Multiply this by a few million people and you get today's "free market" system of the pharmaceutical economy. It's a giant con, and no one truly benefits. Sure, there's money shifting from the hands of some people to others, but there is no net benefit to society. The people aren't any healthier (as a nation, we're sicker than ever), families have no more money (personal bankruptcies continue to skyrocket and family credit card debt is as record levels) and the nation is no wealthier than before (the U.S. government is not merely broke, it is spectacularly broke to the tune of trillions of dollars that politicians seem to conveniently forget).
This isn't all due to Big Pharma, mind you, but with around 25% of GDP going to health-related expenditures in this country, it's a huge part of the problem.
Every time I drive around town, I see another new pharmacy retailer under construction. I think to myself, "What a waste of space." All those resources: concrete, building design, construction, electricity, water... it's all being wasted on creating a building designed to sell more toxic chemicals to hoodwinked consumers through the drive-through window.
It's all a waste of resources. How could this happen under a system of free market economics? Because, again, the free market rewards those companies best able to EXPLOIT consumers, not serve them.
And this realization has shattered my former belief in free market economics. What I've realized is that when there is sufficient market domination by any industry to the point where government regulators and the popular press is bought off, the traditional checks and balances of the free market are thrown out the window.
Now, I'm not dismissing the entire system of free market thinking. I still strongly believe that centrally-planned national economies are a disaster (just look at Cuba or Russia). Entrepreneurs are very, very important for productivity and growth in any national economy, and greed is in fact a powerful motivator for many. But I am realizing that in the U.S., Big Business has taken far too much control. It's almost as if Big Business is the new dictator, and it's the Big Business centrally-planned economy instead of the Big Government centrally-planned economy.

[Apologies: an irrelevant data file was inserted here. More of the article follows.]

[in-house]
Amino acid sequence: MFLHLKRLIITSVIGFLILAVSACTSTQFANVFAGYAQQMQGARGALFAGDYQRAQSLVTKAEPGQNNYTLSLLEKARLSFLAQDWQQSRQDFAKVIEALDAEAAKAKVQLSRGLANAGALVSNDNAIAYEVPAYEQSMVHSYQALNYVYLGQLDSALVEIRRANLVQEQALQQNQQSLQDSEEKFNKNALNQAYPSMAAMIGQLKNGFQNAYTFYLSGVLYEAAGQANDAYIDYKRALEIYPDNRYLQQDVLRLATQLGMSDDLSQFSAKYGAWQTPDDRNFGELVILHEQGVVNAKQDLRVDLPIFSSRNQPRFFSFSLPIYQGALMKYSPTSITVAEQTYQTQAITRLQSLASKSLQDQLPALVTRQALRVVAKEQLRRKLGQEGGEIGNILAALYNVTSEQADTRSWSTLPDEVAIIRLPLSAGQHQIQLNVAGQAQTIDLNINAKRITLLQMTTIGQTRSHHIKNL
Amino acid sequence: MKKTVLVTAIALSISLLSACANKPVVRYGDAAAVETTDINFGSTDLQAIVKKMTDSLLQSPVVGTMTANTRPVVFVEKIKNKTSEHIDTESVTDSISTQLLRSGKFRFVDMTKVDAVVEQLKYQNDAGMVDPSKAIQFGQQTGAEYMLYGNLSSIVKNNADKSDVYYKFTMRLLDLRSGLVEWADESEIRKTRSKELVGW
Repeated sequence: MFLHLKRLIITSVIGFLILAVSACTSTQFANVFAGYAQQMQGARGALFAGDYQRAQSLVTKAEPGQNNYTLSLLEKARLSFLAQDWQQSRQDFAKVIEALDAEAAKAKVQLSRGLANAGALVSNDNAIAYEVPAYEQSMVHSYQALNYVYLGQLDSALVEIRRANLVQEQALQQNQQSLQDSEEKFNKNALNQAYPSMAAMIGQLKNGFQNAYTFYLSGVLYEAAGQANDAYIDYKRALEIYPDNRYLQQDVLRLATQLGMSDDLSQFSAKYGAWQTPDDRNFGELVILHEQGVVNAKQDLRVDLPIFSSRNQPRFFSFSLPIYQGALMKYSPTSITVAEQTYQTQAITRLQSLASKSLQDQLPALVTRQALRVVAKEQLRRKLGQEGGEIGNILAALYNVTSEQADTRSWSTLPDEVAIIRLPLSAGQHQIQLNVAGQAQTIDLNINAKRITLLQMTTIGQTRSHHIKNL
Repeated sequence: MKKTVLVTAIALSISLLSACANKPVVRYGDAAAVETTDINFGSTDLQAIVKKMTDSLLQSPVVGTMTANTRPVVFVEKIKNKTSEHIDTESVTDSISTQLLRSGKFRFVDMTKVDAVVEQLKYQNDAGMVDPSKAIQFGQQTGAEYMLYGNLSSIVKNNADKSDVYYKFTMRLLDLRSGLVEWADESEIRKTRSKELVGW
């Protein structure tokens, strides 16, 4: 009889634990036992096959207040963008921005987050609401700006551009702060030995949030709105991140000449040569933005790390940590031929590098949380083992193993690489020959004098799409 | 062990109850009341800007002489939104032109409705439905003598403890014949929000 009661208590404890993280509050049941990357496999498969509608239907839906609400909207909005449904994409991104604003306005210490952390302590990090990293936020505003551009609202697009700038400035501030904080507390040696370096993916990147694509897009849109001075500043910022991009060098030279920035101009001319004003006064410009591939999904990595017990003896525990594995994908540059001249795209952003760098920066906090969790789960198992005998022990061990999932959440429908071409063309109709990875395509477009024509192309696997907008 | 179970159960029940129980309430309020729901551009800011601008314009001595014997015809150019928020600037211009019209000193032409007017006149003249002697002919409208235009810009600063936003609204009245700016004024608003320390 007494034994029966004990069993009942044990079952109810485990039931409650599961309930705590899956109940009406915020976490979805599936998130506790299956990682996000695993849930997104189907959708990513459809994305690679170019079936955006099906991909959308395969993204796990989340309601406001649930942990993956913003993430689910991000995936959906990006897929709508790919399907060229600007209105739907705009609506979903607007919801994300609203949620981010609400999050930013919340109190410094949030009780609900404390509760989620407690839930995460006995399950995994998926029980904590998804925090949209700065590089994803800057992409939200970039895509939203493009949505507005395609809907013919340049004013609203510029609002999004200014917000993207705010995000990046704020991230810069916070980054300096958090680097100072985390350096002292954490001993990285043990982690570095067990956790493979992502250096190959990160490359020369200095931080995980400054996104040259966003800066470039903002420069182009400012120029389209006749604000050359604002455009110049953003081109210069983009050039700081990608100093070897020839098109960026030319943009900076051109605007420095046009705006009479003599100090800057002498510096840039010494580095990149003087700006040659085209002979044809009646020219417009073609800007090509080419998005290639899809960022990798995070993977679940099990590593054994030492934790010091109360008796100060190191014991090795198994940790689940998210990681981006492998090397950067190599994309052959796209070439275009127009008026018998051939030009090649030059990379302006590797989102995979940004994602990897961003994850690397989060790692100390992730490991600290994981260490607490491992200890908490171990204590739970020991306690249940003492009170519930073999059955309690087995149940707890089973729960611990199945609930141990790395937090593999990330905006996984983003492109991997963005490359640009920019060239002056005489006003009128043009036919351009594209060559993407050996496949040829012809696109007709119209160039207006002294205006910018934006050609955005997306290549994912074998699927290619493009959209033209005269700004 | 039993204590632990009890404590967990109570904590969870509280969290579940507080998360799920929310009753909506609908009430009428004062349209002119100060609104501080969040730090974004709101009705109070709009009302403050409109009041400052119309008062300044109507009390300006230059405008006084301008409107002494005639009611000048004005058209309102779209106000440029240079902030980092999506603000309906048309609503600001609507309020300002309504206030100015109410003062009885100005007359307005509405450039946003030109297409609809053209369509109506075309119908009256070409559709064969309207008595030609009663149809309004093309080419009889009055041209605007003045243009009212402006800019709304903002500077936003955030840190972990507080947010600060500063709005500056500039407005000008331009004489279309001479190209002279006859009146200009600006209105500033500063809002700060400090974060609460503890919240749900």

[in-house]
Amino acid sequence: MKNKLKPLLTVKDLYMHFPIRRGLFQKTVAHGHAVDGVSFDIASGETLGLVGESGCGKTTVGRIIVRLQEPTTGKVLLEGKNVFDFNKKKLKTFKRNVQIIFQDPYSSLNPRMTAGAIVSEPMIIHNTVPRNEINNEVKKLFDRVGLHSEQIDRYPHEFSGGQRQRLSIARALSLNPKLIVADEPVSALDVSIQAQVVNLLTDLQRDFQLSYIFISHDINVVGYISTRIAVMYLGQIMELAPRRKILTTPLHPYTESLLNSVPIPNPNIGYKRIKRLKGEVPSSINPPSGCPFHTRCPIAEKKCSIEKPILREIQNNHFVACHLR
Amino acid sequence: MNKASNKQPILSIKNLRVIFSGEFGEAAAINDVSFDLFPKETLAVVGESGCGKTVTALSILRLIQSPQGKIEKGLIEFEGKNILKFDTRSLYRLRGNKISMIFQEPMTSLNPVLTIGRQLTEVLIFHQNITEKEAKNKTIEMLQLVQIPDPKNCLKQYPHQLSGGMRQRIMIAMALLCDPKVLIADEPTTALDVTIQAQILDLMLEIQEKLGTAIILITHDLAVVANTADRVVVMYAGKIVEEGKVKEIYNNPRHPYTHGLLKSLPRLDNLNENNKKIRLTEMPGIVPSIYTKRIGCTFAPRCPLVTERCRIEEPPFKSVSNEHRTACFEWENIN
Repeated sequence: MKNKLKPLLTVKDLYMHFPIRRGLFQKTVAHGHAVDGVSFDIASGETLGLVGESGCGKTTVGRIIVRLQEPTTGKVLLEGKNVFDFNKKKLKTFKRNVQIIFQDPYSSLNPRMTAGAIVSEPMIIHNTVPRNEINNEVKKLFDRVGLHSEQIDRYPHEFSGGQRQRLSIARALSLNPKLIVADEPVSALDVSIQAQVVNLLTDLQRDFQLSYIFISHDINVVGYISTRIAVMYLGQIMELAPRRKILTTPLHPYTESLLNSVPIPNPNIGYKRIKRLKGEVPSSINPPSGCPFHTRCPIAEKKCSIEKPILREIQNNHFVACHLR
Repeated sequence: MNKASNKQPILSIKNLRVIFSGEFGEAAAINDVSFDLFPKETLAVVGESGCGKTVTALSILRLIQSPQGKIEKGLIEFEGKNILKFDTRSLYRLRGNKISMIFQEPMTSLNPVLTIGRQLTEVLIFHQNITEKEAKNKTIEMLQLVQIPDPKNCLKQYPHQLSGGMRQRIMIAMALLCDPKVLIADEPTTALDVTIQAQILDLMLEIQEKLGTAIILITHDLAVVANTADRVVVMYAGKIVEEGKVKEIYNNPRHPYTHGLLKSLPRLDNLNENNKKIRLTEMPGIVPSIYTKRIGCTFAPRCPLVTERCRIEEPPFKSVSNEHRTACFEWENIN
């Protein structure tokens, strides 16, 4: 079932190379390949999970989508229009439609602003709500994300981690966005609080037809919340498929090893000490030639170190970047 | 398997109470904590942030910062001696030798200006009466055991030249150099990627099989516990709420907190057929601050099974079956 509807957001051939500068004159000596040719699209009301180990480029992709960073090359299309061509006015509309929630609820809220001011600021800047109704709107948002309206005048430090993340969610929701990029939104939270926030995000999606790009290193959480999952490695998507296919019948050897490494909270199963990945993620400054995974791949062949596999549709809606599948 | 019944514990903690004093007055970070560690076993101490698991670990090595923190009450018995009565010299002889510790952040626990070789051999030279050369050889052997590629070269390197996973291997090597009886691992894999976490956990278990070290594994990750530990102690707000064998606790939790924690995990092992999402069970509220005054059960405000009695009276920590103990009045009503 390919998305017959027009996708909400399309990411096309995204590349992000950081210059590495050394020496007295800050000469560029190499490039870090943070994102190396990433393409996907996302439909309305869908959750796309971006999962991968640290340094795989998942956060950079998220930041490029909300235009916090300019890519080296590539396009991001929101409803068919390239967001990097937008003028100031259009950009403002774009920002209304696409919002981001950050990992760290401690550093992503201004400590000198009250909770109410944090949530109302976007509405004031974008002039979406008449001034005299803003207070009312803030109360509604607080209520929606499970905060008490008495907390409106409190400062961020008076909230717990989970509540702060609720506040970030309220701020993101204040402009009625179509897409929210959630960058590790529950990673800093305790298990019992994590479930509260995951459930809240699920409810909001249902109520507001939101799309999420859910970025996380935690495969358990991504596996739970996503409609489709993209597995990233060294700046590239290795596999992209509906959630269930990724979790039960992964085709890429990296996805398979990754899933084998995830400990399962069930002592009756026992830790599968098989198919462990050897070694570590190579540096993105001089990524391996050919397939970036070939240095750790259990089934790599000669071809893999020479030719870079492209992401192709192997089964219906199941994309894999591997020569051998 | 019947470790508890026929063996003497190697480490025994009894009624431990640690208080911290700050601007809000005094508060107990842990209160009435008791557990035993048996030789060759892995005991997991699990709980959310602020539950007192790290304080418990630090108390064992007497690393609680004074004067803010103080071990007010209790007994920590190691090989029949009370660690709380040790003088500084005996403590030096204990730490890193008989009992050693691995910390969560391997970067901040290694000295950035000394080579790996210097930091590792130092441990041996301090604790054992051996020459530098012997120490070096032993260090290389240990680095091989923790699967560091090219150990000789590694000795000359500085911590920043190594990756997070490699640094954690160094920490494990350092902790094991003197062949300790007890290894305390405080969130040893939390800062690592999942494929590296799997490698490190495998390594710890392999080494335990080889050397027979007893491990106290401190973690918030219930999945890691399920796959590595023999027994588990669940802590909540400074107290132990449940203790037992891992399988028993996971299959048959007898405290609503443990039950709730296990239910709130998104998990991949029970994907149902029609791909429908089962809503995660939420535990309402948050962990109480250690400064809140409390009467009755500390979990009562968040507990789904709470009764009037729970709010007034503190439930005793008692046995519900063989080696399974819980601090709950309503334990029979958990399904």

The free market, it seems, needs some intervention from time to time in order to keep it honest. And I'm talking about real intervention, not some panzie-slapping FDA acting like it's regulating drug companies (which it clearly isn't). Government has a legitimate role in keeping Big Business honest, and while I am no proponent of Big Government, there are times when it must stand up to industry and make decisions on behalf of the people.
We don't see that happening much today. Our present government is basically just an extension of private industry. In fact, many new legislative initiatives have been designed precisely to protect the profits of private industry (the Cheeseburger Bill designed to make fast food companies immune to lawsuits, the mandatory mental health screening initiative designed to hook more children on prescription drugs, the new bankruptcy laws that make it more difficult for consumers to file for bankruptcy, etc.)
It's not enough to say that Big Business and Big Government are in bed together... they are, in fact, nearly indistinguishable.
And so the classical theories of free market economics we've all been taught are ideal in theory. In the world of academic books and mathematical models, all consumers benefit from the greed of private industry. But in the real world, people die broke and sick. The power of the free market doesn't stand up to the reality of collusion between private industry and government. And in the end, it's all just another giant scam to extract time, money and effort from working class people everywhere.
In other words, business as usual.